Join online communities: Be on the lookout for Facebook groups and other online communities that have some connection to your product or crowdfunding in general. Post links to your website and share your concept when it’s relevant to the conversation.
Social media blasts: Get people hyped for your campaign by posting to the major social platforms in the weeks leading up to your campaign. Share project photos, videos, and behind-the-scenes content. Encourage them to repost your updates to their followers.
In addition to promoting your campaign, you should also introduce Kickstarter or Indiegogo to your audience. Some people who are interested in your project may not be familiar with crowdfunding. Let everyone know how your chosen platform works. How do they sign up for an account? How do they pledge? When should they pledge? Make sure you answer these questions for them, so they’re prepared when you launch your campaign.
Setting up reward tiers
Whether you’re a first-time creator or more experienced, setting reward tiers is challenging. For Waugh, the difficulty wasn’t just figuring out what would entice backers; he also didn’t know what backers expected to see and receive from projects like his.
“I had to kind of change the rewards and individually edit the rewards because I just didn’t know how to set them up,” he says. “For example, there were people who gave $500, and they were like ‘so, I only get one book?’ And I was like, ‘how many do you want?’ The tiers should’ve been more specific.”
Your rewards are your chance to thank your backers for their support. Some people are happy to contribute just because they believe in your idea, but most expect to receive something of value for their pledge. You should offer a copy of your work or the product you’ve created as a reward. But at the higher pledge levels, you should be adding extra value.
One obvious way to increase the value is to offer additional copies. Waugh decided to add digital copies to pledge levels, which his backers loved. Other options include exclusive artwork, putting backers’ names on a “thank you” page, collector’s editions, enamel pins, or other small souvenirs.
When you’re ready to start building your rewards, keep the following guidelines in mind:
1. Price your product: When you know the price of your product, you’ll be able to ensure that the cost of producing and delivering the reward doesn’t leave you in the red.
2. Have a variety of rewards: Include rewards at different price points to allow anyone who is interested — regardless of their financial background — to contribute. Remember to include an introductory one-dollar pledge level, which can help attract more backers.
3. Be unique: Why would someone pledge $25 when the reward at the five-dollar level isn’t significantly different? Incentives offered at each reward level should be unique.
4. Limit reward levels: Not having enough reward tiers could stop you from getting the funds you need. But too many reward tiers can confuse backers and make fulfillment a nightmare. Striking the right balance isn’t easy. But think hard about what you’ll be able to realistically handle post-campaign. Also, look at what similar projects are doing and choose a number that is roughly the same.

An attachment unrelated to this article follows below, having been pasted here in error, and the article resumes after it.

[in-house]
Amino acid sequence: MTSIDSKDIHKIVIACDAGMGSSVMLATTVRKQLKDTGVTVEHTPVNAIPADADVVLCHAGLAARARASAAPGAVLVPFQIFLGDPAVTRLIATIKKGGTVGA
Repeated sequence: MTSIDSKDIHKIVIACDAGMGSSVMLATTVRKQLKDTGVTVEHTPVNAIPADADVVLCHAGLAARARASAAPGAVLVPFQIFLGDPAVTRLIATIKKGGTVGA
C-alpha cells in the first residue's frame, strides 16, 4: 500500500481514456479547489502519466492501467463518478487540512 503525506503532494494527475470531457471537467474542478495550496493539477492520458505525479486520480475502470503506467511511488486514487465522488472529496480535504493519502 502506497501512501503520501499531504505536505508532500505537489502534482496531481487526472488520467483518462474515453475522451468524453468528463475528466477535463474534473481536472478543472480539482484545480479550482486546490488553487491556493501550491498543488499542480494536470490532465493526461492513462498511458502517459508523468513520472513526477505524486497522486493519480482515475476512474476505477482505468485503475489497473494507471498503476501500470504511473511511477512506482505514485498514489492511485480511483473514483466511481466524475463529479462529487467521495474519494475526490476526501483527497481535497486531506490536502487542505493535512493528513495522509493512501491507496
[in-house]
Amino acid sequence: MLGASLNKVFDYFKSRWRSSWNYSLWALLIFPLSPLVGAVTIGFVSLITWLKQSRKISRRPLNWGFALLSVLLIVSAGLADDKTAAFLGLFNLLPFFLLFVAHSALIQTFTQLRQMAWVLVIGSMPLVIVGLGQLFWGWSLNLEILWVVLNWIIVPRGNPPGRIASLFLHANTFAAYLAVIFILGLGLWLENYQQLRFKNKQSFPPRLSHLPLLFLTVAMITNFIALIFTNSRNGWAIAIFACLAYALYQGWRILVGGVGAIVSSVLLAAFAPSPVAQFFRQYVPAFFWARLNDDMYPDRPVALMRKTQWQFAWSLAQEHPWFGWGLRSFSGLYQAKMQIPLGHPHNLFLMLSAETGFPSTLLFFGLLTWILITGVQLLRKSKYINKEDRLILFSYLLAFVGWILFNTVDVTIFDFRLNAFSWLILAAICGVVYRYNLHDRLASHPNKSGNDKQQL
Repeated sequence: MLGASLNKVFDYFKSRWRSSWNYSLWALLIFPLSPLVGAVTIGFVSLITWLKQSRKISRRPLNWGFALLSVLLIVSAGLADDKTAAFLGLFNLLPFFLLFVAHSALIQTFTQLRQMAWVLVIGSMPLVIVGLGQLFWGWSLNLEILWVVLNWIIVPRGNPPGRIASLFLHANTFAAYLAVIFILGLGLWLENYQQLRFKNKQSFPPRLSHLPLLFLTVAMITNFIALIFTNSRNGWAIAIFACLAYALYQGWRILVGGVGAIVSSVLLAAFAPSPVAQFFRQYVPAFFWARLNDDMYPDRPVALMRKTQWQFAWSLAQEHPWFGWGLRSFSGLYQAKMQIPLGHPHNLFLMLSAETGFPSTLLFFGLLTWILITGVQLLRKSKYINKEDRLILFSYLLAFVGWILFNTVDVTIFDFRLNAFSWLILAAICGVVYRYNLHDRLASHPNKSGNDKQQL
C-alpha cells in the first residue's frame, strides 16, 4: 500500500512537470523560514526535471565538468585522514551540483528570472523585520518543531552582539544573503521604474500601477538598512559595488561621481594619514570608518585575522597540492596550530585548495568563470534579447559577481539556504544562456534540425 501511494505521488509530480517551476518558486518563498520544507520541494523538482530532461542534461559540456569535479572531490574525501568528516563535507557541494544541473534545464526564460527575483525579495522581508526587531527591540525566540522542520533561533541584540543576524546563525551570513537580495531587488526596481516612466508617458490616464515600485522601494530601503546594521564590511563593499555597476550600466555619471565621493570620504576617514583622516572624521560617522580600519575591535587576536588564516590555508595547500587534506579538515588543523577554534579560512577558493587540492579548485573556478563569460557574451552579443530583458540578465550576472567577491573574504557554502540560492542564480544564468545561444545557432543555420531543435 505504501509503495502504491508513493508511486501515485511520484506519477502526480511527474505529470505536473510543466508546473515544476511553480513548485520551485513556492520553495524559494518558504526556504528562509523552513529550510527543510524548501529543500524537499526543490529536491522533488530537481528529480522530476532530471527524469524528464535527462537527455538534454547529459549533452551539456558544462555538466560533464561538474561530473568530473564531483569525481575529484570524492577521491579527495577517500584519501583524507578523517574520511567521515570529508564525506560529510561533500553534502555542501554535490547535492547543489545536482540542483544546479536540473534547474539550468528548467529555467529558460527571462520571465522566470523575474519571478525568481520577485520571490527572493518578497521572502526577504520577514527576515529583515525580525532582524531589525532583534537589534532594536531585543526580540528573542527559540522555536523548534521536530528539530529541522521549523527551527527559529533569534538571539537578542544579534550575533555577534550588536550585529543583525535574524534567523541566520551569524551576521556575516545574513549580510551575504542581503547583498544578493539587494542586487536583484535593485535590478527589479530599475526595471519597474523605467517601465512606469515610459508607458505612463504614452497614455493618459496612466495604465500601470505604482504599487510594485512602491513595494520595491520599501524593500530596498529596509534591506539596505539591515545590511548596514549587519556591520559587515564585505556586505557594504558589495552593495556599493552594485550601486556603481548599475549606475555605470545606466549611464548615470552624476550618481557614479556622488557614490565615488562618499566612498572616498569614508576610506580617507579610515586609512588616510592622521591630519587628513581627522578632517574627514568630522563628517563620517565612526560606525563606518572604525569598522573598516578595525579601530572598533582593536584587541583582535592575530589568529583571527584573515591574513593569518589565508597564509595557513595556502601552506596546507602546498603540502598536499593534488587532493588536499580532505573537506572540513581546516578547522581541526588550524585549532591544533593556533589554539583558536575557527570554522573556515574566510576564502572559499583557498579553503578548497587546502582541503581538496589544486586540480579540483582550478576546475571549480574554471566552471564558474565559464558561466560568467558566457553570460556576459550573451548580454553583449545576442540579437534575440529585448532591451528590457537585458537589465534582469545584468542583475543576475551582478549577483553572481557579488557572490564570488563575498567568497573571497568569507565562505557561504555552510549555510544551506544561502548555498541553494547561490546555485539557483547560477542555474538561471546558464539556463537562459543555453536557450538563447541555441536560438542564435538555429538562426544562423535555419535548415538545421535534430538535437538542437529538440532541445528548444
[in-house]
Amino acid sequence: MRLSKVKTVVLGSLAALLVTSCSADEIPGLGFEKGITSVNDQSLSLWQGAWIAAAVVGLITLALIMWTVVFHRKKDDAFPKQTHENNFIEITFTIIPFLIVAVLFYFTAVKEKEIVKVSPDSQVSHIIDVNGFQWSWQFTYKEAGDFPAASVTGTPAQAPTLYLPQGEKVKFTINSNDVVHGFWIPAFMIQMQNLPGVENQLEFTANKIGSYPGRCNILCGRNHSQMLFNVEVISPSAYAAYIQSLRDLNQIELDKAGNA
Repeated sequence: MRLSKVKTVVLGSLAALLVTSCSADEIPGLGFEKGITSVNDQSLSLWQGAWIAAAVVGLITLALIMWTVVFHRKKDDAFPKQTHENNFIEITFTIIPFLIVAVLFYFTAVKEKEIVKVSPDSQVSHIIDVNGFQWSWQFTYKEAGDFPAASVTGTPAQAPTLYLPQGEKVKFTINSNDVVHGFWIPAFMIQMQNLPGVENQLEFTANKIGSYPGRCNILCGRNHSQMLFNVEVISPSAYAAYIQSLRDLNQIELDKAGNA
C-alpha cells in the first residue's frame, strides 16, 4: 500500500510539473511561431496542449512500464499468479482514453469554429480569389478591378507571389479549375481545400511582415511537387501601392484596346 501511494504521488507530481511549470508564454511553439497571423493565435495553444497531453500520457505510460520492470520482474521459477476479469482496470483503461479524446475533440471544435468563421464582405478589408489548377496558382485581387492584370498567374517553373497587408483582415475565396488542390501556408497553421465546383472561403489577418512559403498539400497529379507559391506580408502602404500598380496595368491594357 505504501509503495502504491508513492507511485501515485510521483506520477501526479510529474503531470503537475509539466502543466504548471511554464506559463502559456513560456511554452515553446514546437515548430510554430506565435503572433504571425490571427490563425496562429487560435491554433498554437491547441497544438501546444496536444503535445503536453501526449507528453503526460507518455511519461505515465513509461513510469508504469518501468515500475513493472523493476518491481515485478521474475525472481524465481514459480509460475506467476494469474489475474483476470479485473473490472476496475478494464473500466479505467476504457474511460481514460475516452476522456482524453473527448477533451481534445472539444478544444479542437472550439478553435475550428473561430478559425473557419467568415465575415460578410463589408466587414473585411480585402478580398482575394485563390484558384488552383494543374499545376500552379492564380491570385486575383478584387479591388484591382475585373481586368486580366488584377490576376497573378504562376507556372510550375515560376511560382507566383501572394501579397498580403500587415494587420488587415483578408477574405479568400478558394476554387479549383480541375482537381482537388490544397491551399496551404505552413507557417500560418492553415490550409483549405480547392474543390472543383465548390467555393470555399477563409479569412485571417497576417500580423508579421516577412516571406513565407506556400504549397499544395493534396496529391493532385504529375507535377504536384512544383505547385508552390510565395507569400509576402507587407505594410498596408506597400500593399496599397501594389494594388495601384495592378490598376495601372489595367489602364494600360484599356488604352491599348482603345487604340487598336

How to start a Kickstarter campaign: Pursuing your passion and finding fans
Although there were bumps along the road, there were two aspects of the Princess Or… campaign that went particularly well for Waugh: idea validation and finding fans willing to promote the project
Developing a strong concept
The idea for Princess Or…was born during a conversation with a friend of Waugh’s, who also has a young daughter. “We were talking about how we love that our daughters are princesses, but it would be really great if they would also think about more than that,” Waugh says. After that first conversation, he was so inspired that he sat down in one weekend and wrote the whole book. Everyone he shared it with loved it.
While the book was a hit within his network of friends and family, Waugh wanted to test the idea out on a larger scale. Kickstarter seemed like the perfect venue. “Kickstarter gave me the opportunity to see how many people liked the idea and how much support I would get. It’s not only fundraising, it’s also a test group,” Waugh says.
Throughout the campaign, he consistently received feedback from backers about how much his concept resonated with them. Starting with a personal idea, as Waugh did, can lead you to something that has universal appeal.
Finding an idea you’re passionate about before you start a Kickstarter campaign
Instead of trying to think of some extraordinary, million-dollar idea that will solve everyone’s problems, think about something that you would love to see in the world. What is something that would personally make you excited or help you in your daily life? What is an issue that you’re struggling with? We’re all humans, so it’s almost certain that someone else is also dealing with the same issues or has the same interest.
Also, coming up with personal projects is just going to be more fun for you to work on. The passion you have for your project will motivate you to do good work and give you the strength to face the challenges you’re bound to encounter. So, when developing an idea, remember to look inward rather than trying to guess what other people might like.